Energy Community 

The Energy Community was established by an agreement (Treaty establishing the Energy Community) that was signed in Athens in 2005 and came into force in 2006. 

Its contracting parties include the European Union, represented by the European Commission, as well as the following nine countries: Albania, Bosnia and Herzegovina, Kosovo, North Macedonia, Georgia, Moldova, Montenegro, Serbia, and Ukraine. Armenia, Norway, and Turkey take part as observers.

The Energy Community’s main objective is to extend parts of the EU acquis, especially energy market rules, security of supply, including oil storage obligations, environmental protection, promotion of renewables, energy-efficiency measures, and rules on energy statistics to countries outside the EU, to South Eastern Europe, the Black Sea region and beyond. The goal is to create a pan-European energy market. The topics covered and the number of countries included in the Energy Community may increase.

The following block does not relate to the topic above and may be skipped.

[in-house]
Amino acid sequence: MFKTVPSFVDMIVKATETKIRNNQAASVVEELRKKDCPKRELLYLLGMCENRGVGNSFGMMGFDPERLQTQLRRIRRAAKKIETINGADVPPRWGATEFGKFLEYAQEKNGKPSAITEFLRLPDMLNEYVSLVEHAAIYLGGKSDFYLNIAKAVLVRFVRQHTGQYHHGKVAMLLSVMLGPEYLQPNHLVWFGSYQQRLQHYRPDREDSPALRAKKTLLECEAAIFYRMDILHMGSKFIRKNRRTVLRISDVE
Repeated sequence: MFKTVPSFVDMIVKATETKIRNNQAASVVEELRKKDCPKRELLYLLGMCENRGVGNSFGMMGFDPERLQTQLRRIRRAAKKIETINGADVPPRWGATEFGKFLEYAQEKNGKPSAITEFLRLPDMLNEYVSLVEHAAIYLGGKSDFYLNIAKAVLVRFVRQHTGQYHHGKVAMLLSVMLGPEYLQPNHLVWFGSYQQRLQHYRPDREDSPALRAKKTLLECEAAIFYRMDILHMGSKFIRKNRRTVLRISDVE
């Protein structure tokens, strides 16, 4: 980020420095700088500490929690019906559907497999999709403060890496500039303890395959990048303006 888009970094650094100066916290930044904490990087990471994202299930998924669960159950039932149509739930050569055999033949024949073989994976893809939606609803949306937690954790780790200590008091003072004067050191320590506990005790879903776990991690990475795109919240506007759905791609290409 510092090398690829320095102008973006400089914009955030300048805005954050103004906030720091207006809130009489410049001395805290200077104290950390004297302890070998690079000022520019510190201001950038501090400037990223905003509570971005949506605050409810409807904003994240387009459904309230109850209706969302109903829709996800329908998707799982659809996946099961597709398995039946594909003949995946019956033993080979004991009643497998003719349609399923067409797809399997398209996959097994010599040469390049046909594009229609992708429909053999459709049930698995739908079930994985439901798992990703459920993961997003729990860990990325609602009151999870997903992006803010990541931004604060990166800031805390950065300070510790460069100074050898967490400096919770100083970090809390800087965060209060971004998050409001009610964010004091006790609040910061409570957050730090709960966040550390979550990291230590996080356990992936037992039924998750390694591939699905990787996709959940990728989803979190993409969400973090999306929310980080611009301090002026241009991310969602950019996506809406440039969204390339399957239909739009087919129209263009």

The European Union serves as a role model in terms of institutional organisation: the Energy Community comprises a Ministerial Council, a Permanent High Level Group and a Regulatory Board (ECRB). In addition, market participants, representatives of the European Commission, interest groups, donors, and regulators meet once a year in so called Energy Community fora to exchange information, monitor the whole process and to draw up an agenda establishing future steps to be taken together.

E-Control strives to disseminate the best practices of the EU acquis (including to non-EU countries) and advocates for the harmonisation or compatibility of (future) market rules with EU market rules. It is represented at the executive level by being a member of the Advisory Committee. The Committee advises the Ministerial Council in dispute settlement processes. The current chairperson of the Advisory Committee and one of its five members is Wolfgang Urbantschitsch. There are also E-Control employees in the Regulatory Board and in working groups.

The official residence of this international organisation and its secretariat is located in Vienna, where most of the bodies meet. Just like with CEER in 2002, E-Control contributed to the institutional development of the Energy Community.